Aims/hypothesis: To set up a clinical trial to establish whether nicotinamide can prevent or delay clinical onset of Type 1 diabetes.
Method: The European Nicotinamide Diabetes Intervention Trial is a randomised, double-blind, placebo-controlled intervention trial undertaken in 18 European countries, Canada and the USA. Entry criteria were a first-degree family history of Type 1 diabetes, age 3-40 years, confirmed islet cell antibody (ICA) levels greater than or equal to 20 JDF units, and a non-diabetic OGTT; the study group was further characterised by intravenous glucose tolerance testing, measurement of antibodies to GAD, IA-2 and insulin and HLA class II genotyping.
Results: ICA screening was carried out in approximately 30,000 first-degree relatives. A total of 1004 individuals fulfilled ICA criteria for eligibility, and 552 (288 male) were randomised to treatment. Of these, 331 were aged less than 20 years (87% siblings and 13% offspring of the proband with diabetes) and 221 were 20 years of age or more (76% parents, 21% siblings and 3% offspring). Oral glucose tolerance was normal in 500 and impaired in 52 (9.4%), and first phase insulin response in the IVGTT was below the 10(th) centile in 34%. Additional islet autoantibodies were identified in 354 trial entrants. Diabetes-associated HLA class II haplotypes were found in 84% of the younger age group and 80% of the older group. The protective haplotype HLA-DQA1*0102-DQB1*0602 was found in 10% overall.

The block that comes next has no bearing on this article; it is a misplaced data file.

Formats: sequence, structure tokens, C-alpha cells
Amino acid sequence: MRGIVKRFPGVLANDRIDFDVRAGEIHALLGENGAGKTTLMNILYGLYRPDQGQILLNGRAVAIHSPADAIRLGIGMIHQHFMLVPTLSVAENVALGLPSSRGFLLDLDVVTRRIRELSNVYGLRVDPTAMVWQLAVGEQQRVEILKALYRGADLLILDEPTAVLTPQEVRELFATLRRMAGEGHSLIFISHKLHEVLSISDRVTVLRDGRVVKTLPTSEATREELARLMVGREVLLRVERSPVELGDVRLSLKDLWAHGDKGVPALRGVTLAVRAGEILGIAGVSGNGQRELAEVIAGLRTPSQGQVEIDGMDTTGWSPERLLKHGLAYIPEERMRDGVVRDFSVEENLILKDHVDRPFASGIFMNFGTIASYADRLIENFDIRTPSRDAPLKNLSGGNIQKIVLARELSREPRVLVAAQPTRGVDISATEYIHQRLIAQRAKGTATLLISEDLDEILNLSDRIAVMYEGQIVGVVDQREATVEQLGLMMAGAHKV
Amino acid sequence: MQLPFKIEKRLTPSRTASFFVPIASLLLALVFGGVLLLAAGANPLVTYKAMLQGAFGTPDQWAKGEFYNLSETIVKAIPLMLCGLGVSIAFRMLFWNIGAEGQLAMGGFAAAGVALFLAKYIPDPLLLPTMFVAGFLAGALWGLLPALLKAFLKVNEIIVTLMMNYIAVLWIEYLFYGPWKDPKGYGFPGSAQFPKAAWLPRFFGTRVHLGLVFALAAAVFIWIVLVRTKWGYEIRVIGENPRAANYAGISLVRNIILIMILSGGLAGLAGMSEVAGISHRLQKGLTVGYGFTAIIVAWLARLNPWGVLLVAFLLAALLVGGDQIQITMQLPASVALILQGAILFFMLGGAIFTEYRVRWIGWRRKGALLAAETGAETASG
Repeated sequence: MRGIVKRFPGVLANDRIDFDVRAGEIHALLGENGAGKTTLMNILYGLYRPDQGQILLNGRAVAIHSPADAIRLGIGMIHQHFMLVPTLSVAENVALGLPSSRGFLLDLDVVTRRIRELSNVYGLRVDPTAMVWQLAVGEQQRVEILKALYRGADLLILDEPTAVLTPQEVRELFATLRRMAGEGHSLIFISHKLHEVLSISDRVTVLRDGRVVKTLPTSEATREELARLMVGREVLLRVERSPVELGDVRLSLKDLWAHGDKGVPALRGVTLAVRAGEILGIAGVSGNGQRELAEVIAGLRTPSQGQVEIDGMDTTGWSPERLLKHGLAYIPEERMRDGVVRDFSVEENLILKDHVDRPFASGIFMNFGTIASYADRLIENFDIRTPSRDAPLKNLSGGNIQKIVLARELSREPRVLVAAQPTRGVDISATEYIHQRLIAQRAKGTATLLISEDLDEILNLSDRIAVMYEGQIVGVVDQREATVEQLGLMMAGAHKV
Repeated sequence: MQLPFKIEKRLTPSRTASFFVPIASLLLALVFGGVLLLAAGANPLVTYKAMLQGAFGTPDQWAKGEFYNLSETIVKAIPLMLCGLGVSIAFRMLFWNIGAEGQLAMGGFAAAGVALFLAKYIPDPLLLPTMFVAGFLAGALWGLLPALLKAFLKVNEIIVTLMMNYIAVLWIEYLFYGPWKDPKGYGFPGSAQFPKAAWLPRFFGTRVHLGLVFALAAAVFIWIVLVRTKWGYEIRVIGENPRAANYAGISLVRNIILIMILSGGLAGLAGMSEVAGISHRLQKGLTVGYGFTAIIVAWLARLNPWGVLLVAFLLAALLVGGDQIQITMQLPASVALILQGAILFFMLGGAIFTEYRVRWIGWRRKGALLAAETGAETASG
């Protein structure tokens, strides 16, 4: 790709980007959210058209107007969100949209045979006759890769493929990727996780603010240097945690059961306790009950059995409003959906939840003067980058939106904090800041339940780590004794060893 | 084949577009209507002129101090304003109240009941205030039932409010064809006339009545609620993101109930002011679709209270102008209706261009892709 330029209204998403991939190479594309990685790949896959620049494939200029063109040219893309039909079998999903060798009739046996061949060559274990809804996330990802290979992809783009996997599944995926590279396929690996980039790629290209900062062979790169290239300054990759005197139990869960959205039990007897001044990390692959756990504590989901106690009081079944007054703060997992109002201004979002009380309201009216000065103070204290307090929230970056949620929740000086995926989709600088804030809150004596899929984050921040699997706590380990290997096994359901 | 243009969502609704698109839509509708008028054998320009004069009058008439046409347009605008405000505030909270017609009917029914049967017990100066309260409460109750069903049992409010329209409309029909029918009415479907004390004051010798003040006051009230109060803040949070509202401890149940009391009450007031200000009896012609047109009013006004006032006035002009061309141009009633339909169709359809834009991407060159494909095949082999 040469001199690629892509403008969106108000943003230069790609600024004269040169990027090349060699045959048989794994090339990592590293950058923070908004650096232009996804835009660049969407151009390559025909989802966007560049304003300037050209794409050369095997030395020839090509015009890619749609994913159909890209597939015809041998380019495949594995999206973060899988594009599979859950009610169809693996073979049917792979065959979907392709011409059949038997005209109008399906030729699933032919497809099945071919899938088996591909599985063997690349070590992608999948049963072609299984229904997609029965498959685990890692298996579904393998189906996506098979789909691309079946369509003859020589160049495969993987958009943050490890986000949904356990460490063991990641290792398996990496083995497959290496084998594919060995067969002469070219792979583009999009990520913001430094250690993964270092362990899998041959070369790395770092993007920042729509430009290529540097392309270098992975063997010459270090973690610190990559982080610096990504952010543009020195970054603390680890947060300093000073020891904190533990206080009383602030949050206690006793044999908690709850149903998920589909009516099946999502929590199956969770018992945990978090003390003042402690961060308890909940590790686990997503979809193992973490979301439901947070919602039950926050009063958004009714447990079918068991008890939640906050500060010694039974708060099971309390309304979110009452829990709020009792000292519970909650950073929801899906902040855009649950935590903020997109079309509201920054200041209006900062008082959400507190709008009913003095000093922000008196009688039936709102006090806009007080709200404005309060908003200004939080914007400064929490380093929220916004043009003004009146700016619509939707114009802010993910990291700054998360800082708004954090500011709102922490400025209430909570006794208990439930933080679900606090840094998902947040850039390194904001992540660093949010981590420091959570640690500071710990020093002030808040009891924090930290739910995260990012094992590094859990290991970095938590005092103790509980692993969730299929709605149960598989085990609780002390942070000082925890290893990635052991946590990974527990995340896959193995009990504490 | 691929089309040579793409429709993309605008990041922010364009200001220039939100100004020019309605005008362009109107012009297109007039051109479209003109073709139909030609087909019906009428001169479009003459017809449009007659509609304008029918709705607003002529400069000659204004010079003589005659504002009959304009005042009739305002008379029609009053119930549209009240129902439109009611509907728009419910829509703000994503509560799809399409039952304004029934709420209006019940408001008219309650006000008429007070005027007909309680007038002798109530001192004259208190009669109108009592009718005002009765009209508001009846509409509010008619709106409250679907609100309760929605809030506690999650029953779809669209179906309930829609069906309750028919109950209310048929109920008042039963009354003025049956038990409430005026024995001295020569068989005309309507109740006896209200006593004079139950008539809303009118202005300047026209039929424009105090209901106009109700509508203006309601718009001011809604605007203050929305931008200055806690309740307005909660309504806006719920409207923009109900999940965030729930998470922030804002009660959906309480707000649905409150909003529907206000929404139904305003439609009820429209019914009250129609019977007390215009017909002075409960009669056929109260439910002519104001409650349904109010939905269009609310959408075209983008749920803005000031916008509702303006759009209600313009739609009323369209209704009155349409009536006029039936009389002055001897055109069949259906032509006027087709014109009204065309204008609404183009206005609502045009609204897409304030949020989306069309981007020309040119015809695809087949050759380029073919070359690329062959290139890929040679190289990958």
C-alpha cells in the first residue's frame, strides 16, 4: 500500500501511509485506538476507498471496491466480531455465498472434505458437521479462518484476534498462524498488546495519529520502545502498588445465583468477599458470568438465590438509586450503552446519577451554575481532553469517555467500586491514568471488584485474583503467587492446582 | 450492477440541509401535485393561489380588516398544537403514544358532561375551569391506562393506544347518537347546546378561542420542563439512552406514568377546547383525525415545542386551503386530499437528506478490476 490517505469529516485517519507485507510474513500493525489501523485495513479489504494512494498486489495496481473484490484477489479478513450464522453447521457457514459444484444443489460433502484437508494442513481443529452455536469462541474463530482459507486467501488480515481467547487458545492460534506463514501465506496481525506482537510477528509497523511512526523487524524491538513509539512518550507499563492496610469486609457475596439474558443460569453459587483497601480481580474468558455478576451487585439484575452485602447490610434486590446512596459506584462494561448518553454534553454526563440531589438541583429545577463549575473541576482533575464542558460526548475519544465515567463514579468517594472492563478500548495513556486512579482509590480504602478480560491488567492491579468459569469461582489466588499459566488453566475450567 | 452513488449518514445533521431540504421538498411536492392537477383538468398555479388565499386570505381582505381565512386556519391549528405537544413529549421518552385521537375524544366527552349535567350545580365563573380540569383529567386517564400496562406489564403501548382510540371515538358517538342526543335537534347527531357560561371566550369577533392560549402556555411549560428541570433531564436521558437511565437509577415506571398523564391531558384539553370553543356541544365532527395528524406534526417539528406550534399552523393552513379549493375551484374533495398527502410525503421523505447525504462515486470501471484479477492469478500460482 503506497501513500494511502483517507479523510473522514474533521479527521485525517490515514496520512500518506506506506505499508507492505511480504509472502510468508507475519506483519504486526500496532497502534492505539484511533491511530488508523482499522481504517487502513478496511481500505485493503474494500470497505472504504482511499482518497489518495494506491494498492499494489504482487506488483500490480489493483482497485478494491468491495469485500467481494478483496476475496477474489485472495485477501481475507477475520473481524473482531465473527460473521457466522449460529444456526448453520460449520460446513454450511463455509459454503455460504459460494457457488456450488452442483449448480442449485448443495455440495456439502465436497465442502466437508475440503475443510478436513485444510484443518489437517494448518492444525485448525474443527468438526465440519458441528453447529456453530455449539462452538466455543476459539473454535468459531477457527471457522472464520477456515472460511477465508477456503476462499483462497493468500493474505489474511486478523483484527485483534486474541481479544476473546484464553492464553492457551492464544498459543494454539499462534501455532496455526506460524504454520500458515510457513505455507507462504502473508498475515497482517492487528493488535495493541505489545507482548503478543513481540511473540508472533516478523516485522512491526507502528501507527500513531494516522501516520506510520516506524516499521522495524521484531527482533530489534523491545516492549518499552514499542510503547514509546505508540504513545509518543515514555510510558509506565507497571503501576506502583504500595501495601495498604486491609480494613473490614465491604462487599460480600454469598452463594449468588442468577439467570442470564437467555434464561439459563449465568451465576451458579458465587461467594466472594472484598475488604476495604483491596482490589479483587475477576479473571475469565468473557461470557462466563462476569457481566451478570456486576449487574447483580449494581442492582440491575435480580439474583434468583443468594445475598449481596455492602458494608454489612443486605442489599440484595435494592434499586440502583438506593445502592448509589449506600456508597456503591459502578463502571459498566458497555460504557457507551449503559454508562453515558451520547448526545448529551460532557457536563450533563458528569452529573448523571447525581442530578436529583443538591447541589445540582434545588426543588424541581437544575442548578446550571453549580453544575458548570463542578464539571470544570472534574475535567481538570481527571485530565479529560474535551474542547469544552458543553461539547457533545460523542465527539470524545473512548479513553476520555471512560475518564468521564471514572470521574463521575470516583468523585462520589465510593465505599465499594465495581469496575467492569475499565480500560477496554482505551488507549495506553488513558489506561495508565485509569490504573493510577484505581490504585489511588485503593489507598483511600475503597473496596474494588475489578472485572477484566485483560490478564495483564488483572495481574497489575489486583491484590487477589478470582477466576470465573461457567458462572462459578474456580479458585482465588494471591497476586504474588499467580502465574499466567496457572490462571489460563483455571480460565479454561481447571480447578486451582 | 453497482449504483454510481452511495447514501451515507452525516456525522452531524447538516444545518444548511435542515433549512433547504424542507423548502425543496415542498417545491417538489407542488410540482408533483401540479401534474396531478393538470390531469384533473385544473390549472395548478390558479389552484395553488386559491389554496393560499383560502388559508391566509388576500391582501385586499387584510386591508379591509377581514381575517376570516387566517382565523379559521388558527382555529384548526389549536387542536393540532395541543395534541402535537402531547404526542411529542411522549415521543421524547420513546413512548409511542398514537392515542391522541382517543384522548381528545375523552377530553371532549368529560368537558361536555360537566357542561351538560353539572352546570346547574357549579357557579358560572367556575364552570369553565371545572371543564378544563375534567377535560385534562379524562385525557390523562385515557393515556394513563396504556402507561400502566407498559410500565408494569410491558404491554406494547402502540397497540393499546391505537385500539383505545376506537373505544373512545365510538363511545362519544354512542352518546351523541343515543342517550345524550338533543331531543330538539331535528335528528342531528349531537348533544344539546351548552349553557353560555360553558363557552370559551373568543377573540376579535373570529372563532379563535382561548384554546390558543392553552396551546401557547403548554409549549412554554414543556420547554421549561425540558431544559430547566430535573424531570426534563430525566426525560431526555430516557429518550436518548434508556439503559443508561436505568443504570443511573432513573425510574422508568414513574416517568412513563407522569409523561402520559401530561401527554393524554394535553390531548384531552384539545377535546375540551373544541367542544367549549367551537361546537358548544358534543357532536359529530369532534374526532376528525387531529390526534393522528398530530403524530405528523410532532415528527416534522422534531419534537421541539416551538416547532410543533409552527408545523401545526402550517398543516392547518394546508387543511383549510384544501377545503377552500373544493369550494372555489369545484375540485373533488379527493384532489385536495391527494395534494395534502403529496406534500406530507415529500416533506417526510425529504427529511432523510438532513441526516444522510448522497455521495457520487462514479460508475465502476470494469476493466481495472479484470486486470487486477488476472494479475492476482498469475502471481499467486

Conclusions/interpretation: ENDIT has shown that a trial of an intervention designed to halt or delay progression to Type 1 diabetes can be carried out on a multinational collaborative basis, as and when potentially safe and effective forms of intervention become available. Primary screening with biochemically defined autoantibodies will substantially reduce the number of lower risk individuals to be included in future intervention trials